s in a comic strip, the promise of a captioned cartoon is that there will be substantial entertainment reward in return for minimal effort on the reader's part. The difference is that the story must be told in quite a few less words than its multi-paneled cousin usually offers and with only one image. To be successful with this kind of message, both writing and drawing have to be very precise.
Corporate cartoons don't have to knock 'em dead.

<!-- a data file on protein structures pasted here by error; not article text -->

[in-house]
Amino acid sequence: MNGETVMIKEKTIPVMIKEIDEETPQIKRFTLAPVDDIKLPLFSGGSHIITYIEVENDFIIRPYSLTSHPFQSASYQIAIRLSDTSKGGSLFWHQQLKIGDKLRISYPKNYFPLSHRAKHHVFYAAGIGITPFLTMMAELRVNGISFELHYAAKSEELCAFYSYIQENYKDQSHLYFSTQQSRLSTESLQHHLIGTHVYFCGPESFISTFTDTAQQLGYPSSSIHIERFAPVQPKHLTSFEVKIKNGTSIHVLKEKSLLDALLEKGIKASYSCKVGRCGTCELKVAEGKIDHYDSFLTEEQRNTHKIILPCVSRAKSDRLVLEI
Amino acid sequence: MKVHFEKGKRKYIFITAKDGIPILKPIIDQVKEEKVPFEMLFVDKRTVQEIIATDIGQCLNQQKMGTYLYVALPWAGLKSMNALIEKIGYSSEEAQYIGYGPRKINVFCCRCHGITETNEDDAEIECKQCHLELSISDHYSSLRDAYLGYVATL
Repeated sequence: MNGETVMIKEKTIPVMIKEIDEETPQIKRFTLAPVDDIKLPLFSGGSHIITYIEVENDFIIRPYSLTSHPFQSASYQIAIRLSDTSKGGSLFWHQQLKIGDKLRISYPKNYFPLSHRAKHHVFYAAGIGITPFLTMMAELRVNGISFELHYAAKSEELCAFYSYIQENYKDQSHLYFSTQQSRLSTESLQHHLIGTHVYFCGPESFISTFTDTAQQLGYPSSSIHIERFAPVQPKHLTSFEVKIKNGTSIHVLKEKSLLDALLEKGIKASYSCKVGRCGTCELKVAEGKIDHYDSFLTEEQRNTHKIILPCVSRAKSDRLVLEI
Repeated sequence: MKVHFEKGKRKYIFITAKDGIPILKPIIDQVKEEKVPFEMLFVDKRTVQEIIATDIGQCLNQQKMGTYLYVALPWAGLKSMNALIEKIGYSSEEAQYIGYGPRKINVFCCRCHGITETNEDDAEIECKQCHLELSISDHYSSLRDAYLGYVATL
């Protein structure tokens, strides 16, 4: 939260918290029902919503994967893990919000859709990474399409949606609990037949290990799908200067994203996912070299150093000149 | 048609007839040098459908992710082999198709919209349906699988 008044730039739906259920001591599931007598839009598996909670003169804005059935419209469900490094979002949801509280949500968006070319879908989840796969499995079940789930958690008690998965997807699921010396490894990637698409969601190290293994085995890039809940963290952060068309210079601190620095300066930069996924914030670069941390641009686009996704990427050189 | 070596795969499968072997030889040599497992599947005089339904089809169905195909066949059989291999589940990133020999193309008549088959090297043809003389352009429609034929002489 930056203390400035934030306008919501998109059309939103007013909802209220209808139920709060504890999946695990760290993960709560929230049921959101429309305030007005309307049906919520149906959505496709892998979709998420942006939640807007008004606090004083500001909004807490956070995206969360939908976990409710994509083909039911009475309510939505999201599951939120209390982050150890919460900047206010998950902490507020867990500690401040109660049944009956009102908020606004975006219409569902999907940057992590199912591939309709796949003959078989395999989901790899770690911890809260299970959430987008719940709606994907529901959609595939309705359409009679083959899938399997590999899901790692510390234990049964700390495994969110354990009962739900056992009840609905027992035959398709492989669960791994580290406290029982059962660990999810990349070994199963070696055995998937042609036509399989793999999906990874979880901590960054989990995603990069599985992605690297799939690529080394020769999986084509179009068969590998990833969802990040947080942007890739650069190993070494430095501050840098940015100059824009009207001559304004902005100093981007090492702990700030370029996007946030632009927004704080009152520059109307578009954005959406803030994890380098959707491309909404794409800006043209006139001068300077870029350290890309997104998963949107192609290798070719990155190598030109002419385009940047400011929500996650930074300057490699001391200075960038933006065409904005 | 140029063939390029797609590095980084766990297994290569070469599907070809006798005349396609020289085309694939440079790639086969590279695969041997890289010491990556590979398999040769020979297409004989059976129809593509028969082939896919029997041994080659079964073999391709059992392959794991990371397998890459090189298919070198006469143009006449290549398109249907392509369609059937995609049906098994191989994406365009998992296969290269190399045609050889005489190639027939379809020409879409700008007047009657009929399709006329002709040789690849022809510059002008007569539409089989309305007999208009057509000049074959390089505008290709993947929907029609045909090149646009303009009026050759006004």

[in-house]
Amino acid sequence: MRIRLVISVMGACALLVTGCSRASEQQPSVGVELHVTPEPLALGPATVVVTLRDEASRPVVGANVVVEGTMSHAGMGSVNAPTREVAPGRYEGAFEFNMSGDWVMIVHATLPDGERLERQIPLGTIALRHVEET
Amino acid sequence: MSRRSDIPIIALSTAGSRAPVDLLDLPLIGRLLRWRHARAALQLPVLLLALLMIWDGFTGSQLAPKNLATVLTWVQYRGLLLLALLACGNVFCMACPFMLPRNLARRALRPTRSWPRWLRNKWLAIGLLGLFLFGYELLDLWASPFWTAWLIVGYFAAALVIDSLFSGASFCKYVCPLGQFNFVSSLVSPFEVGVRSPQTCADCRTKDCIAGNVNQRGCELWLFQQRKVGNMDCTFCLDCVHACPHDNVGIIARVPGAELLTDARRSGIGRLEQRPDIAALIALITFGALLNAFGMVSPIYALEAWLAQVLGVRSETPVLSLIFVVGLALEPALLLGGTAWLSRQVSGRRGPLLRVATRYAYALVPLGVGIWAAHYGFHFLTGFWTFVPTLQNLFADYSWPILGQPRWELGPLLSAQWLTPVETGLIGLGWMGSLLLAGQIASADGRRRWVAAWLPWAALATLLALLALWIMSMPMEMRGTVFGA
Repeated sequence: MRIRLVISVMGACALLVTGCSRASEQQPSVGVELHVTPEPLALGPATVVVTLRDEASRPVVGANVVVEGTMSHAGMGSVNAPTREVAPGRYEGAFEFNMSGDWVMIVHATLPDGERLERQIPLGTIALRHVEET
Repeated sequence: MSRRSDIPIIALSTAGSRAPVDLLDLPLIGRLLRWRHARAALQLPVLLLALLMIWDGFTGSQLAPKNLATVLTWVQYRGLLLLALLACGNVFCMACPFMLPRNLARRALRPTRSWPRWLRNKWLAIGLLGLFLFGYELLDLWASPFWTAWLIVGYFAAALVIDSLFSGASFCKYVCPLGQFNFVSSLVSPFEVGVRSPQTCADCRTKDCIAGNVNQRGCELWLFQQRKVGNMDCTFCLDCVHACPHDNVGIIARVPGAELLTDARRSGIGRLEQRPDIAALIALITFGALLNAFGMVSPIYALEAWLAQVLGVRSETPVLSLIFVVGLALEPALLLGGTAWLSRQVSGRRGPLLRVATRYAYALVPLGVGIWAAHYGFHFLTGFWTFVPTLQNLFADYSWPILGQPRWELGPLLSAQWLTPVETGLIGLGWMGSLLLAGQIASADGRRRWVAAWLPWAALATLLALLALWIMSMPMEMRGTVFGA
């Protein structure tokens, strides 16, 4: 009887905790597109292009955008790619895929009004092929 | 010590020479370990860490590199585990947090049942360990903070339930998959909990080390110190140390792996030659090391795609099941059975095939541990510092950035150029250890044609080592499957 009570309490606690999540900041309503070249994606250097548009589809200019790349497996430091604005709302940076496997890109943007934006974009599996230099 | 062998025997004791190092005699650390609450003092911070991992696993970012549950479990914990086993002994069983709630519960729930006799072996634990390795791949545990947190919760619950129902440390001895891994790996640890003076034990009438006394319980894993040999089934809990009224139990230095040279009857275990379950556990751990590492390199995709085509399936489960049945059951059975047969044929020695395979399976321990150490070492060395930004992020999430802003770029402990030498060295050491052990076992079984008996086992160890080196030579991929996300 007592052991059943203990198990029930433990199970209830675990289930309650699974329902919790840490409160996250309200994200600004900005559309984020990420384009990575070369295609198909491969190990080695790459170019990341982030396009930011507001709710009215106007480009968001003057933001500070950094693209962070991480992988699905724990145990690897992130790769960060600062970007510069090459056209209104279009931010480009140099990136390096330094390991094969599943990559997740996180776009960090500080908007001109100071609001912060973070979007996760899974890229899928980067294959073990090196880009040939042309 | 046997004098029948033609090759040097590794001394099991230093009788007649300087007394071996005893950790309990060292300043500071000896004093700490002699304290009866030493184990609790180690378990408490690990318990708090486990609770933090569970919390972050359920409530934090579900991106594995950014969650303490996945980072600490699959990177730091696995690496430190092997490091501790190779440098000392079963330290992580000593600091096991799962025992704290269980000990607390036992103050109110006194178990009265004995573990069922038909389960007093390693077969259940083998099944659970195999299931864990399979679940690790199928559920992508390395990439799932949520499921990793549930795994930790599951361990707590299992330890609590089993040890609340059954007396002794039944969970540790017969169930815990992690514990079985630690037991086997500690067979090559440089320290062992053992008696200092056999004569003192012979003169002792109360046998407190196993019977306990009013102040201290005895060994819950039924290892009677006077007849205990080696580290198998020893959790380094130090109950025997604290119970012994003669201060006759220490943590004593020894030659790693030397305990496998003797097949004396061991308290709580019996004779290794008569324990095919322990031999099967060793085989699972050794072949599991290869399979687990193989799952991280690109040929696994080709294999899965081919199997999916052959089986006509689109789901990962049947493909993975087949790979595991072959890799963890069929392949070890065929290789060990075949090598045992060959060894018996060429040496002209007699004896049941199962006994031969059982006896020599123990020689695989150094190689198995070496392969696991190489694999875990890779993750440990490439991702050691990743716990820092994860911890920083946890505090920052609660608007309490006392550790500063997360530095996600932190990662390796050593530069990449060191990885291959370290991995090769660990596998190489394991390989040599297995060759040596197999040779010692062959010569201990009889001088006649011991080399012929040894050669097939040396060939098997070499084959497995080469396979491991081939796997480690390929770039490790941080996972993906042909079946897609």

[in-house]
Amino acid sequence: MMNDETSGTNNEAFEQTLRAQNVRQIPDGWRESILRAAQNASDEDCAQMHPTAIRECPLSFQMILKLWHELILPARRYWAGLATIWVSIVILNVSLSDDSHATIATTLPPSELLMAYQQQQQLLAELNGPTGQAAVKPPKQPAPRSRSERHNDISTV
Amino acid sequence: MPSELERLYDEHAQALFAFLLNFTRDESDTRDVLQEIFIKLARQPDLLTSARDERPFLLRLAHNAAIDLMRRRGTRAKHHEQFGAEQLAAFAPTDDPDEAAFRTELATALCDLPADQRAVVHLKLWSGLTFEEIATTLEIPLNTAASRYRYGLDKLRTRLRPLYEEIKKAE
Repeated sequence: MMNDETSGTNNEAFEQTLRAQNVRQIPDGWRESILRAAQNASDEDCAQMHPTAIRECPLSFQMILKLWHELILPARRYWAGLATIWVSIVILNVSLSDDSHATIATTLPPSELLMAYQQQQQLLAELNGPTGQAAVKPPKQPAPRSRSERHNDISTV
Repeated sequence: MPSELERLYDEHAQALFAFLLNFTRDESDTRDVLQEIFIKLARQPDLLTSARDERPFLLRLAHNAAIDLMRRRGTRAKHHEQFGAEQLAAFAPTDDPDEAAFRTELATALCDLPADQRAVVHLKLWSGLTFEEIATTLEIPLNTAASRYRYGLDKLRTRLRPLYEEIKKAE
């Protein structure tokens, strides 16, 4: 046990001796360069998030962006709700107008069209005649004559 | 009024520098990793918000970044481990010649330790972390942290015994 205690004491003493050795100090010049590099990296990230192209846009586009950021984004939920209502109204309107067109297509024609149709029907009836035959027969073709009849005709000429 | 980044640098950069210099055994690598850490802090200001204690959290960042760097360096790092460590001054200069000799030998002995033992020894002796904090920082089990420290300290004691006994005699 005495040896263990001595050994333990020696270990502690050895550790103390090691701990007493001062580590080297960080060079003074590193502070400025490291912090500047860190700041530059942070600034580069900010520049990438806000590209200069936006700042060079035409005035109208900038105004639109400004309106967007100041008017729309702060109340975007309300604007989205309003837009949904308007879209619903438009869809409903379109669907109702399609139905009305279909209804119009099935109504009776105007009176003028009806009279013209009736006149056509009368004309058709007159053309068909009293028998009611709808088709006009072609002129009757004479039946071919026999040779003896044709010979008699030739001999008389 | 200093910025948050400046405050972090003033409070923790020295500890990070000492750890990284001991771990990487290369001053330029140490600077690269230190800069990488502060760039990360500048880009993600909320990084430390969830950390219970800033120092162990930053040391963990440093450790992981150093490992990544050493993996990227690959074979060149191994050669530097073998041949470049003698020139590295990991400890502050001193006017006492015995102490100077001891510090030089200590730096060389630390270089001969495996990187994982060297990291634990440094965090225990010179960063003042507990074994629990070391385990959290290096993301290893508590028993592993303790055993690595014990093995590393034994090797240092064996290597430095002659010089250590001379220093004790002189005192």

A saving grace for special interest toons is that the expectation for halarity is not nearly as high as it is in newspapers and magazines targeting the general public. And because such scenarios are commercial by nature, there usually isn't license to poke fun for the sake of a big laugh. Instead, the humor must remain tame, wholesome and politically correct in every way. Therefore, coming up with some humor around which to base a corporate toon is not quite so difficult. With their real purpose leaning more towards highlighting a point within an article or brochure, even those without comedic writing credentials can create a commendable captioned cartoon.